<br />
<br />
<br />
<br />
<asp:Label ID="lblErrorMessage" runat="server" Text="Label"></asp:Label>
<br />
<br />
<br />
<asp:GridView ID="gdvBlobs" runat="server" BackColor="#DEBA84"
    BorderColor="#DEBA84" BorderStyle="None" BorderWidth="1px" CellPadding="3"
    CellSpacing="2" onrowdeleting="gdvBlobs_RowDeleting"
    AutoGenerateColumns="False">
    <Columns>
        <asp:BoundField DataField="Name" HeaderText="Name" />
        
        <asp:TemplateField HeaderText="Image">
            <EditItemTemplate>
                <asp:TextBox ID="TextBox1" runat="server"></asp:TextBox>
            </EditItemTemplate>
            <ItemTemplate>
                <asp:Image ID="imgBlob" runat="server"
                ImageUrl='<%# Eval("Uri") %>' Height="50px" Width="50px"  />
            </ItemTemplate>
        </asp:TemplateField>
        
        <asp:CommandField ButtonType="Button" ShowDeleteButton="True" />
    </Columns>
    <FooterStyle BackColor="#F7DFB5" ForeColor="#8C4510" />
    <HeaderStyle BackColor="#A55129" Font-Bold="True" ForeColor="White" />
    <PagerStyle ForeColor="#8C4510" HorizontalAlign="Center" />
    <RowStyle BackColor="#FFF7E7" ForeColor="#8C4510" />
    <SelectedRowStyle BackColor="#738A9C" Font-Bold="True" ForeColor="White" />
    <SortedAscendingCellStyle BackColor="#FFF1D4" />
    <SortedAscendingHeaderStyle BackColor="#B95C30" />
    <SortedDescendingCellStyle BackColor="#F1E5CE" />
    <SortedDescendingHeaderStyle BackColor="#93451F" />
</asp:GridView>

Step 9: Add the following code in the code behind of the Page_Upload_Blob.aspx. Use the following references for accessing Blob classes:

using Microsoft.WindowsAzure;
using Microsoft.WindowsAzure.StorageClient;
using Microsoft.WindowsAzure.ServiceRuntime;

Write the helper method which will List and Display all Blobs uploaded in the container in a specific storage account as shown below:

/// <summary>
/// The below Helper method will List All Blobs uploaded by the User
/// </summary>
void ListandDisplyBlobs()
{
    //S1: Read the Local Development Storage
    CloudStorageAccount account =
    CloudStorageAccount.FromConfigurationSetting("DataConnectionString");
    //S2: Create a Blob Client
    CloudBlobClient blobClient = account.CreateCloudBlobClient();
    //S3: Get the reference to the Container
    CloudBlobContainer container =
    blobClient.GetContainerReference(Session["ContainerName"].ToString());

    // Set the Permission at Container Level for Public Access
    // So that the data stored inside it can be accessed publically
    var permission = container.GetPermissions();
    permission.PublicAccess = BlobContainerPublicAccessType.Container;
    container.SetPermissions(permission);

    // S4: List All Blobs Available in the Container
    gdvBlobs.DataSource = container.ListBlobs();
    gdvBlobs.DataBind();
}

The above code reads the container name passed using the Session object. Now to access the container, the public access permission on the container must be specified using BlobContainerPublicAccessType enumeration. Using ListBlobs() method of the CloudBlobContainer class, all the Blobs are read and displayed into the GridView.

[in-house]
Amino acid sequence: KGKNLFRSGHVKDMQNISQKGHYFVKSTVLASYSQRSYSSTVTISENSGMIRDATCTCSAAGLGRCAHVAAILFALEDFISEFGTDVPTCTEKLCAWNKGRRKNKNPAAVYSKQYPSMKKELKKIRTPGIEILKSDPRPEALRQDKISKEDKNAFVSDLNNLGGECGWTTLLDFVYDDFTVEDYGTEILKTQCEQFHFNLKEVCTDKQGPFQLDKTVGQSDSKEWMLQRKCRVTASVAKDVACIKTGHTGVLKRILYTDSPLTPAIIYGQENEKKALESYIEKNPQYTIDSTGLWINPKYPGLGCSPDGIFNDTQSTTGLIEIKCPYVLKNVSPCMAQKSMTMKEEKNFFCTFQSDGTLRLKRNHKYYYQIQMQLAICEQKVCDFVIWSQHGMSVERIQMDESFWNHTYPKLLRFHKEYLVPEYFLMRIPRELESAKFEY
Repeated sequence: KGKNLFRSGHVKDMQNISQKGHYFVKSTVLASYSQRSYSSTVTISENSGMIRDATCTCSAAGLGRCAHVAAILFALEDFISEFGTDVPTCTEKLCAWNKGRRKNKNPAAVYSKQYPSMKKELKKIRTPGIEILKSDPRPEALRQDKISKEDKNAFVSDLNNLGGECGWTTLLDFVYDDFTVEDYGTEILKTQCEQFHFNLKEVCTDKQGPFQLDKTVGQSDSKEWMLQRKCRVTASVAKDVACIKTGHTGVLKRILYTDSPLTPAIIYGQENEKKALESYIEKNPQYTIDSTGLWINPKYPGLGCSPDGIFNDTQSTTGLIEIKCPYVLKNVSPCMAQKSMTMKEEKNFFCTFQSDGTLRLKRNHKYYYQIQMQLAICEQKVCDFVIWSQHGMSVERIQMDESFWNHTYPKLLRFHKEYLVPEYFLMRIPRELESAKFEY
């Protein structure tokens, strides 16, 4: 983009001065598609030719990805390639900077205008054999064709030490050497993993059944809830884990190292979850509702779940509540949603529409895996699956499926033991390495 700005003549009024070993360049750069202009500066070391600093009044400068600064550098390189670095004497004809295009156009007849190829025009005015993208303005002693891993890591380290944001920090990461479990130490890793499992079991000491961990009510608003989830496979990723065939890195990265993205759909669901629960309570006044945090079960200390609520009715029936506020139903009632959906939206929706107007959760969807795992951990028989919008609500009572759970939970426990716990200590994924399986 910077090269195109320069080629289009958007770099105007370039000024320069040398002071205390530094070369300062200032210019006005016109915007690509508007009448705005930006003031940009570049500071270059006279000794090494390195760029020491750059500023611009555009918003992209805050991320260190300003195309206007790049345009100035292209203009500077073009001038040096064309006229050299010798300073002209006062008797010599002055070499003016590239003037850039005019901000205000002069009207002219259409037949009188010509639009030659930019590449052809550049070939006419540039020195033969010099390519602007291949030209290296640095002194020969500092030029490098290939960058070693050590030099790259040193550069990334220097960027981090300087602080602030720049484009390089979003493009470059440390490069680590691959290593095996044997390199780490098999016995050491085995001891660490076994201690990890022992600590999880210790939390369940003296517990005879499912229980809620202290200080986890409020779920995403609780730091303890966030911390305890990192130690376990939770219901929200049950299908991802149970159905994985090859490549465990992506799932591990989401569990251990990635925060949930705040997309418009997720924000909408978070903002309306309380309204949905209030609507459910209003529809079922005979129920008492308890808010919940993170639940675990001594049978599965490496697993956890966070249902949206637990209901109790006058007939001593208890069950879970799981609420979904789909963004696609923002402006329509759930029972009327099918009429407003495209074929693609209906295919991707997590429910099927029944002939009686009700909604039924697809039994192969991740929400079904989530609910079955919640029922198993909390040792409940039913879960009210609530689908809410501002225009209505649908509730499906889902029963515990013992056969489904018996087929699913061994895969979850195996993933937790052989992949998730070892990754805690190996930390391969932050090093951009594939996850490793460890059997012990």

Add the following code in the Loaded event which informs the application to read the Storage account name from the configuration file:

protected void Page_Load(object sender, EventArgs e)
{
if (this.IsPostBack == false)
{
    CloudStorageAccount.SetConfigurationSettingPublisher(
    (configName, configSetter) =>
    {
        configSetter(RoleEnvironment.GetConfigurationSettingValue(configName));
    });
    ListandDisplyBlobs();
}
}

Write the following code on the on the ‘btnUpload’ click event which will read the storage account and get the container reference associated with the Storage account using a Session object. The code creates the CloubBlob object using the GetBlobReference method of the CloudBlobContainer object, by passing posted file name to it.

The most important thing you need to keep in mind is about the Blob Content type - it is used while processing the file after or during upload. To do this, we need to specify the blob content type using the content type of the uploaded file and then this file is uploaded using UploadFromStream() method of the CloudBlob object.

/// <summary>
/// The Following Button Click Event will Upload Blob in the Container selected
/// by the User
/// </summary>
/// <param name="sender"></param>
/// <param name="e"></param>
protected void btnUpload_Click(object sender, EventArgs e)
{
    try
    {
        //S1: Read the Local Development Storage
        CloudStorageAccount account =
        CloudStorageAccount.FromConfigurationSetting("DataConnectionString");
        //S2: Create a Blob Client
        CloudBlobClient blobClient = account.CreateCloudBlobClient();
        //S3: Get the reference to the Container
        CloudBlobContainer container =
        blobClient.GetContainerReference(Session["ContainerName"].ToString());
        //S4:Get the Blob Reference by Reading the FileName from the File Upload Control
        var blob = container.GetBlobReference(blobFileUpload.PostedFile.FileName);

        blob.Properties.ContentType = blobFileUpload.PostedFile.ContentType;
        //S5: Upload the File as ByteArray
       // blob.UploadByteArray(blobFileUpload.FileBytes);
        blob.UploadFromStream(blobFileUpload.FileContent);

        //S6:List All Blobs
        ListandDisplyBlobs();
    }
    catch (Exception ex)
    {
        lblErrorMessage.Text = ex.Message;
    }
}

Now if we can upload the blob we can delete it also. Write the following helper method to delete the BLOB.

/// <summary>
/// The method used to Delete the selected Bolb from the Selected Container
/// </summary>
/// <param name="selBlobName"></param>
void DeleteSelectedBlob(string selBlobName)
{
    //S1: Read the Local Development Storage